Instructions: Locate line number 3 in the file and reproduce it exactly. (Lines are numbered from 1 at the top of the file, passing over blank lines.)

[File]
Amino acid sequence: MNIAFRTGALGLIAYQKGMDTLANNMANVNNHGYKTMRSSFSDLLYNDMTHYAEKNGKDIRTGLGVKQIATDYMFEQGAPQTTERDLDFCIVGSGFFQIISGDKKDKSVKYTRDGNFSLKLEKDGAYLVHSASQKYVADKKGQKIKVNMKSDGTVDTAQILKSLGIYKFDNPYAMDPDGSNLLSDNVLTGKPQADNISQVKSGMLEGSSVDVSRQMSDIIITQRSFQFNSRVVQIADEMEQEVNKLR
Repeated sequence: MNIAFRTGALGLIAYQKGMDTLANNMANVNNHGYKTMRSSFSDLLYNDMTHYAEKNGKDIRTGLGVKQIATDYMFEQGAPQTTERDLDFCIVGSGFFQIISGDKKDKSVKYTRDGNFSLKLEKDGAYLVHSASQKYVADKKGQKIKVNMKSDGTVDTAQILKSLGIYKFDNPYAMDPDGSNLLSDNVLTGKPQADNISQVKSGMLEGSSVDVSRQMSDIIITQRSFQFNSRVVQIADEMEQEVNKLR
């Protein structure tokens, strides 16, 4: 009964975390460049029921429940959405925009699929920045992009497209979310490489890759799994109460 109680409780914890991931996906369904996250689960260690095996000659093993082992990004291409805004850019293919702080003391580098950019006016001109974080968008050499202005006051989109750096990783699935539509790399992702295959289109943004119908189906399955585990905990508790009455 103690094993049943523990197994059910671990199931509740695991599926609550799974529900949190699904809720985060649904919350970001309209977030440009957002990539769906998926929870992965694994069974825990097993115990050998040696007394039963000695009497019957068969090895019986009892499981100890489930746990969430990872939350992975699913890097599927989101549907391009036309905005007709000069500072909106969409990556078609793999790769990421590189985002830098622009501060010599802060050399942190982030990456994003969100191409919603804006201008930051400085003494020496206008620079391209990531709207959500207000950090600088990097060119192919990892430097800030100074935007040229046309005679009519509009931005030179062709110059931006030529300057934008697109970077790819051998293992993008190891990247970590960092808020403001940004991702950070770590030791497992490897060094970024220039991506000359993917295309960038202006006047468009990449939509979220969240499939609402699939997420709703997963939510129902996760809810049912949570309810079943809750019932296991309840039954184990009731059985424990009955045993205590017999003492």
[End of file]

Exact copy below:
């Protein structure tokens, strides 16, 4: 009964975390460049029921429940959405925009699929920045992009497209979310490489890759799994109460 109680409780914890991931996906369904996250689960260690095996000659093993082992990004291409805004850019293919702080003391580098950019006016001109974080968008050499202005006051989109750096990783699935539509790399992702295959289109943004119908189906399955585990905990508790009455 103690094993049943523990197994059910671990199931509740695991599926609550799974529900949190699904809720985060649904919350970001309209977030440009957002990539769906998926929870992965694994069974825990097993115990050998040696007394039963000695009497019957068969090895019986009892499981100890489930746990969430990872939350992975699913890097599927989101549907391009036309905005007709000069500072909106969409990556078609793999790769990421590189985002830098622009501060010599802060050399942190982030990456994003969100191409919603804006201008930051400085003494020496206008620079391209990531709207959500207000950090600088990097060119192919990892430097800030100074935007040229046309005679009519509009931005030179062709110059931006030529300057934008697109970077790819051998293992993008190891990247970590960092808020403001940004991702950070770590030791497992490897060094970024220039991506000359993917295309960038202006006047468009990449939509979220969240499939609402699939997420709703997963939510129902996760809810049912949570309810079943809750019932296991309840039954184990009731059985424990009955045993205590017999003492």